Telescopic slides, commonly thought of as drawer runners, are basically a more refined version of the roller bearing on a guide element. They typically incorporate roller bearings or balls on a steel shaped housing or frame. Telescopic slides are usually for cantilever applications and mounted on vertical surfaces. Imagine a drawer runner: it’s mounted on the (vertical) side of the drawer and extends out of the cupboard. However, they can also be mounted on a horizontal plane similar to a linear rail.
Telescope slides typically extend slightly less than their compressed length but can sometimes extend further. Slides can be mounted in pairs to avoid the cantilever type set up and can give smooth motion. Check out CopperDropDesigns Instructables post for an example telescopic slides in a small CNC machine.
- Cost effective solution
- Readily available
- Only supported at one end can allow defection
- Usually only designed to take load in one axis
- High friction
- Low accuracy
Plain linear bearings
Plain bearing used on a linear system, also known as a slipper bearing, is a type of bearing which which relies on minimal friction between the bearing and it’s guide. This is done by careful material selection between the bearing and guide. Another option is to use a hydrostatic lubrication film between the two surfaces. The lubrication layer can be a pressurised liquid or a gas. Check out Physik Instrumente USA on Precision Motion Control air bearings for a great example of this.
Now obviously, a precision air bearing set up is going to cost a pretty penny. But generally speaking; plain bearings are cost effective solutions. You can pick up 8 IGUS RJ4JP-01-08 bearings to replace your old LM8UU bush bearings for around £10.
- No moving parts meaning less space required
- Low cost
- Low noise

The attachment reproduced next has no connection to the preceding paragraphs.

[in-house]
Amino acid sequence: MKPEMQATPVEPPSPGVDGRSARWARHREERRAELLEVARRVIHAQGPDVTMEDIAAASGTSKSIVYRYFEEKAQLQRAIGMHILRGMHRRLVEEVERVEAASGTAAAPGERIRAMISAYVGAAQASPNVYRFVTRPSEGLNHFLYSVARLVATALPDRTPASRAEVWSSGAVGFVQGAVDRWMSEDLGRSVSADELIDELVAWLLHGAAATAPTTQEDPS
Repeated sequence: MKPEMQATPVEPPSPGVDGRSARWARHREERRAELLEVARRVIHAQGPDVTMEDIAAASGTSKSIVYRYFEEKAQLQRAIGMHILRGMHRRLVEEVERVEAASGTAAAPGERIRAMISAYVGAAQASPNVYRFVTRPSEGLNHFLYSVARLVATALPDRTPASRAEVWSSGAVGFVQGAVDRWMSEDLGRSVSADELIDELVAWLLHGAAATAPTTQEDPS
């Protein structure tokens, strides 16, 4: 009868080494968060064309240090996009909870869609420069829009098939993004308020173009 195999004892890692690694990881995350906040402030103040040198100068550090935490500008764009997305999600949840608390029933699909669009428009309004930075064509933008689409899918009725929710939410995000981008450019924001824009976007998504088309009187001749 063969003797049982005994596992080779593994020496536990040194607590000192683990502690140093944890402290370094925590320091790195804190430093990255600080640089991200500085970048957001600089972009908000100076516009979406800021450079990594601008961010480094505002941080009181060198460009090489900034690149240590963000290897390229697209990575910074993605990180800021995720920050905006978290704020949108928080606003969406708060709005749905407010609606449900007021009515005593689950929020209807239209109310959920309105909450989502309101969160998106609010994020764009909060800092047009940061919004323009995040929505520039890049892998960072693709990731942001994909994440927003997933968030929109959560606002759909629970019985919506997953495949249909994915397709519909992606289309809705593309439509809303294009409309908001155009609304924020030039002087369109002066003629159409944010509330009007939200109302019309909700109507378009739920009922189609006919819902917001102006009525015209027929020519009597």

- Higher friction
- Susceptible to damage from dirt
- Susceptible to damage when not correctly lubricated
Linear “bush” bearings
Linear bush bearings come in many forms. The most common is know as the “LM” series and include bearings such as the LM10UU. These types of bearing have a series of ball bearings inside which run along a track in contact with the guide rail. The ball bearings run down this track and are recycled through a secondary channel.
Linear bush bearings are designed to use small ball bearing to minimise the contact area, and hence, the friction. The small contact area causes a large force. Therefore, bush bearing have to be run on a hardened steel shaft which has been suitably sized to fit the bearing. Although using a piece of non-hardened tube or bar will work for a while, the hardened steel balls in the bearing will damage the surface of the shaft over time. See the above photo as proof!
The LM series come in all sorts of shapes and sizes. For example, in the image above you can see (left to right): a flange mounted “LMH10UU”, a standard “LM10UU”, a LM bearing mounted in a aluminium housing “SC10UU” and finally a open bearing mounted in a “SBR10UU”. In case you hadn’t reliesed, there is a bit of a pattern to the part numbering:
Where is “Linear Motion”, is body shape, is the shaft size, and the length profile (e.g. open or long). For example, is a flange mounted, 10mm shaft, long linear bearing.
- Wide variety of options available
- Cost effective
- Smooth operation even under high load
- Market is flooded with lower quality versions making it difficult to purchase high quality bearings
- Must use hardened guide
Linear bearing Rails and Guides
Linear bearing mounted on guide rails are another type of bearing system. This group can have a fair bit of cross over with the Bush Bearings group but also includes the the popular “H-Series” bearings.